3. ^ a b Ministry of Transportation of Ontario (2008). "Annual Average Daily Traffic (AADT) counts". Retrieved February 20, 2012. 
  4. ^ a b MapArt (2008). Golden Horseshoe (Map). Peter Heiler Ltd. pp. 459, 466. § E44–F45. ISBN 978-1-55198-877-1. 
  5. ^ "The Real Reason for the Inaction on the Highway 410 Extension?". Caledon Citizen. June 7, 2006. Retrieved April 12, 2011.  |section= ignored (help)
  6. ^ a b Ministry of Transportation of Ontario (2007). Start of Contract (PDF) (Report). Government of Ontario. Retrieved April 12, 2011. 
  7. ^ Ontario Back Road Atlas (Map). Cartography by MapArt. Peter Heiler Ltd. 2010. ISBN 978-1-55198-226-7. 
  8. ^ "700 Million Freeways West of Metro". Globe and Mail. 123 (36,335). Toronto. May 26, 1966. pp. 1, 25.  |section= ignored (help)
  9. ^ "Brampton Groups Ask for Pedestrian Mall". The Toronto Star. July 2, 1969. p. 41.  |section= ignored (help)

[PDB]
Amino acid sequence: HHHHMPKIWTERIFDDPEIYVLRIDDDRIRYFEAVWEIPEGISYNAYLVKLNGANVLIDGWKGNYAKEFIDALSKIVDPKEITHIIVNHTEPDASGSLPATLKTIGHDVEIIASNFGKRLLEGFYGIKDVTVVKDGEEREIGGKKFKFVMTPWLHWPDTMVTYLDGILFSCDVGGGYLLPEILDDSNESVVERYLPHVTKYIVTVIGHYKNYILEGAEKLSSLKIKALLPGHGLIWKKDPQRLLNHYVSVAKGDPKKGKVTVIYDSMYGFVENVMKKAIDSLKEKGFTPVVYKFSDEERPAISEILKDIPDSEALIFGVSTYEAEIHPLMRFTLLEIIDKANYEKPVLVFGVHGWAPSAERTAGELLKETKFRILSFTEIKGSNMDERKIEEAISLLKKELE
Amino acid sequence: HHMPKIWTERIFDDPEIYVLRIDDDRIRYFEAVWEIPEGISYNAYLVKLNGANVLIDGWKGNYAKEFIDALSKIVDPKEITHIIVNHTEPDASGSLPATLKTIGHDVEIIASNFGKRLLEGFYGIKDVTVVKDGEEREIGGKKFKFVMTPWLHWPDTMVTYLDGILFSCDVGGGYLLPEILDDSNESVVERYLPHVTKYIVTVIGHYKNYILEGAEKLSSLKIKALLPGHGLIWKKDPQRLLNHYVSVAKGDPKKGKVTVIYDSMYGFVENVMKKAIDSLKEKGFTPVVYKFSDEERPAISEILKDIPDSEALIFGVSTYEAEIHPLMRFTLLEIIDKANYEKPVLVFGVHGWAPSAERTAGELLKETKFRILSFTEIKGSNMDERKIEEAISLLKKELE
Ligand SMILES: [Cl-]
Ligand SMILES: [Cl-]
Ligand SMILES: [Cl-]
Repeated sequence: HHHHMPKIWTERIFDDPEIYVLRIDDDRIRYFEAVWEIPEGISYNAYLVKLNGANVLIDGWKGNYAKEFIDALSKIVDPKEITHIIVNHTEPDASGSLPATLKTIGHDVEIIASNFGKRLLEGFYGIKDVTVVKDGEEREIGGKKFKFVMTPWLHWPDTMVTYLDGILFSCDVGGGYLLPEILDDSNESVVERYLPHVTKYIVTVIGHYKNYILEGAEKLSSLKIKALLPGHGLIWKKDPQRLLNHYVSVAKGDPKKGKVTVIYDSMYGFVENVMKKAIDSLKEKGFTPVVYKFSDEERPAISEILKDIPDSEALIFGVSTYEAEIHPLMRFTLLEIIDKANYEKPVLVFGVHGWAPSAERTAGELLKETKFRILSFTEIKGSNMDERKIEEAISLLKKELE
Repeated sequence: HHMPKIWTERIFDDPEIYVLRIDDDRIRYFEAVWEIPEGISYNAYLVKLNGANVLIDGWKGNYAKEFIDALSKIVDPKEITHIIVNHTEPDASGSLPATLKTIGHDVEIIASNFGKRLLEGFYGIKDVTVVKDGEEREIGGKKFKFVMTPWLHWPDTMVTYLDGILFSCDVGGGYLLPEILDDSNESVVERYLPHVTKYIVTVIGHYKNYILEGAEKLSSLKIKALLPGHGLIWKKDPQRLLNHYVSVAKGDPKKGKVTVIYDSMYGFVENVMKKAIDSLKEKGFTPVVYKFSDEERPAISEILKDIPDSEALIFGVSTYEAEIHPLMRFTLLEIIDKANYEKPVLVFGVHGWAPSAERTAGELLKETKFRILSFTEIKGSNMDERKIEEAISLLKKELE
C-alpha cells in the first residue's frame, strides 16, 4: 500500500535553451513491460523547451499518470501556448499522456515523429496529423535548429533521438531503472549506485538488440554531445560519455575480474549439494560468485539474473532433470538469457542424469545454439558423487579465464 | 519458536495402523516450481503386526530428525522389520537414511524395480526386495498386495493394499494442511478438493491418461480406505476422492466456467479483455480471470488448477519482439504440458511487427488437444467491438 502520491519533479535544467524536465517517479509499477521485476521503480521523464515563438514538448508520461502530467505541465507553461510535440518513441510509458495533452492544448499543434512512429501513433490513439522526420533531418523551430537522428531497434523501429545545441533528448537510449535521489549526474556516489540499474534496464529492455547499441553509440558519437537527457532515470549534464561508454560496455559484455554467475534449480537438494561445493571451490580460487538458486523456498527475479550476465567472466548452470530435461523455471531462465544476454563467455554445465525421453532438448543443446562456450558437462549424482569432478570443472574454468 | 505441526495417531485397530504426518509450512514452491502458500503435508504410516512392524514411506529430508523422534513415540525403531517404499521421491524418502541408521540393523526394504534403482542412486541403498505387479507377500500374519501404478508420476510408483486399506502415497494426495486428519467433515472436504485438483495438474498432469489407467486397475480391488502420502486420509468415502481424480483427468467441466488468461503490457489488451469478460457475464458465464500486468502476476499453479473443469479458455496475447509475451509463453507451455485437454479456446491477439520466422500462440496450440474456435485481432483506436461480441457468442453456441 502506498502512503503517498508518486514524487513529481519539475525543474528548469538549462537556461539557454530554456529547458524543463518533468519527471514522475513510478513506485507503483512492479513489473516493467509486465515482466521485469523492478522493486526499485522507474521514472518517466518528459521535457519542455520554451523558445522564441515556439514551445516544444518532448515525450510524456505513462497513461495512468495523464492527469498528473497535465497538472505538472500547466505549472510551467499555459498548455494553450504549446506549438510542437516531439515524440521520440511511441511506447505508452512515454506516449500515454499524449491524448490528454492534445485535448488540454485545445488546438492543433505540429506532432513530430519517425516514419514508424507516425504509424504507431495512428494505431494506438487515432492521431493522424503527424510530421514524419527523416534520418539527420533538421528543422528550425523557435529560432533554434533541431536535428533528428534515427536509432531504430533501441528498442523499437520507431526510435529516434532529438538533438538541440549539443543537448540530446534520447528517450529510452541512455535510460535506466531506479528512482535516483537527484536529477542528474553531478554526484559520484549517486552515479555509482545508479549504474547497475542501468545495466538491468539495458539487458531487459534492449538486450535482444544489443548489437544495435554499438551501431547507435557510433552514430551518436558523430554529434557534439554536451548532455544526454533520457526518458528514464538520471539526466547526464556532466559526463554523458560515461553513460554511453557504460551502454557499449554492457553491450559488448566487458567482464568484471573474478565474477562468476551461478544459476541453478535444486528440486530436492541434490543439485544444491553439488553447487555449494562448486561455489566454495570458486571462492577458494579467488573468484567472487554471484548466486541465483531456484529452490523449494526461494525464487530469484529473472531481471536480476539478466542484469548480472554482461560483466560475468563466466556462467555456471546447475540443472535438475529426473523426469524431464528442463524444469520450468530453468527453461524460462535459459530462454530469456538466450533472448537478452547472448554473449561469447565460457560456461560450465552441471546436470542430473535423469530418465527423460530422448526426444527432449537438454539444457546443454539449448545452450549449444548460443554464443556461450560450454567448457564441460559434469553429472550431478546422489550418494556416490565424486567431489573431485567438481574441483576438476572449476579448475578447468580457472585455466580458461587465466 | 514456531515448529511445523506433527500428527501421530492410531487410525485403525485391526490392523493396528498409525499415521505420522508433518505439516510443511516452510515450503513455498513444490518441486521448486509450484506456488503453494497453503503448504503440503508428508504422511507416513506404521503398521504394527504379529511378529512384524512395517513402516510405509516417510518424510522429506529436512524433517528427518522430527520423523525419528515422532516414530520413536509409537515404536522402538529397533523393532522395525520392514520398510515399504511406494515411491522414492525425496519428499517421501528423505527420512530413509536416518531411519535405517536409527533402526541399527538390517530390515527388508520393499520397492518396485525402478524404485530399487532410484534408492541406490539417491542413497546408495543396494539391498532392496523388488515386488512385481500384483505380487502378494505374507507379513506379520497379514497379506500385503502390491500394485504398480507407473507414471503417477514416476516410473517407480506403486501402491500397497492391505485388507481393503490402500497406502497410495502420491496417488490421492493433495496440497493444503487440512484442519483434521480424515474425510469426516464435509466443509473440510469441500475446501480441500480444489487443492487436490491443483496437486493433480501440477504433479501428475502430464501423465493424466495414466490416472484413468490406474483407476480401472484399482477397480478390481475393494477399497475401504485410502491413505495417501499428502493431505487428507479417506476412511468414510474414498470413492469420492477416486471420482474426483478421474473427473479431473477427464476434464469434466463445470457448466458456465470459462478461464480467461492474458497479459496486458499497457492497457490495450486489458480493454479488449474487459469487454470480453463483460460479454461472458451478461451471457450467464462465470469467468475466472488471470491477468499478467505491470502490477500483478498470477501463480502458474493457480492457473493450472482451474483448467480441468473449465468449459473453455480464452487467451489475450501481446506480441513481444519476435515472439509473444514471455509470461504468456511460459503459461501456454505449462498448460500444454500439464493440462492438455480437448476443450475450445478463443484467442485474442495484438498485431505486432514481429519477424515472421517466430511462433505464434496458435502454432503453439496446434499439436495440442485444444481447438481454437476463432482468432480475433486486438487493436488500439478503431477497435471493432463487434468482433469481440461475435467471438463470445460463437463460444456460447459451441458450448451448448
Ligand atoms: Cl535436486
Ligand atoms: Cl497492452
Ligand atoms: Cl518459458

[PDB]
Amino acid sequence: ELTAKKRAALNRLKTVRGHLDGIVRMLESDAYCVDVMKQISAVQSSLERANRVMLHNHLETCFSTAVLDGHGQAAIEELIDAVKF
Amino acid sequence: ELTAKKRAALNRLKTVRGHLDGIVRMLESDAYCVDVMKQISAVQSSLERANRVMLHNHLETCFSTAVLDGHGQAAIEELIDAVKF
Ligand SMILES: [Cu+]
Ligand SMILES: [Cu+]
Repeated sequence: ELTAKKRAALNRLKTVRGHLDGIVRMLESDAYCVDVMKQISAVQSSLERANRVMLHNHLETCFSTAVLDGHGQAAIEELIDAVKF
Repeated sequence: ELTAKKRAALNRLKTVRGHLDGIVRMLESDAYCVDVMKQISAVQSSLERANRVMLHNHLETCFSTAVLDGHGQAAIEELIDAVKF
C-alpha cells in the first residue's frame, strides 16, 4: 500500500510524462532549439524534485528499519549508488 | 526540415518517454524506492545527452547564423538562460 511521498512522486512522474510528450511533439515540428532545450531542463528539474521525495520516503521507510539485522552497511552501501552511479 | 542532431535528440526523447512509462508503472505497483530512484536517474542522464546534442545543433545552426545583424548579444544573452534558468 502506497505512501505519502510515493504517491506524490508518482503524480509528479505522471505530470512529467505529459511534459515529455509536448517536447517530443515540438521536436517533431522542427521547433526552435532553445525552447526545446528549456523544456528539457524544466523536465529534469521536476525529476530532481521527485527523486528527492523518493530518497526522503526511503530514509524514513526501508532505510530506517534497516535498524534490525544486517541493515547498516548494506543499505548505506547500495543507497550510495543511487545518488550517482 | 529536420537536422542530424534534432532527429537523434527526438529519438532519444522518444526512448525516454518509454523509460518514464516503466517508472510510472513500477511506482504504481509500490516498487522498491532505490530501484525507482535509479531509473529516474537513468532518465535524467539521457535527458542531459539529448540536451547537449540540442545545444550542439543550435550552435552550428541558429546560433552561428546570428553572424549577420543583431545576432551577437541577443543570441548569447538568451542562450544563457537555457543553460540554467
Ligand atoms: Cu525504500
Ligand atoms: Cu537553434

10. ^ a b "Expressway to Link Brampton with 401 Mayor Tells Council". The Toronto Star. December 30, 1969. p. 31.  |section= ignored (help)
  11. ^ "Brampton Plans Discussion with McKeough". The Toronto Star. January 15, 1970. p. 63.  |section= ignored (help)
  12. ^ "Bypass Report Due in Brampton". The Toronto Star. August 28, 1970. p. 31.  |section= ignored (help)
  13. ^ The History of Toronto's Unfinished Expressway System (Report). Energy Probe. April 5, 2009. Retrieved January 23, 2012. 
  14. ^ Claridge, Thomas (May 3, 1975). "Years of Headaches Driver' Prospect as 401 is Widened". The Globe and Mail. 132 (39,125). Toronto. p. 1.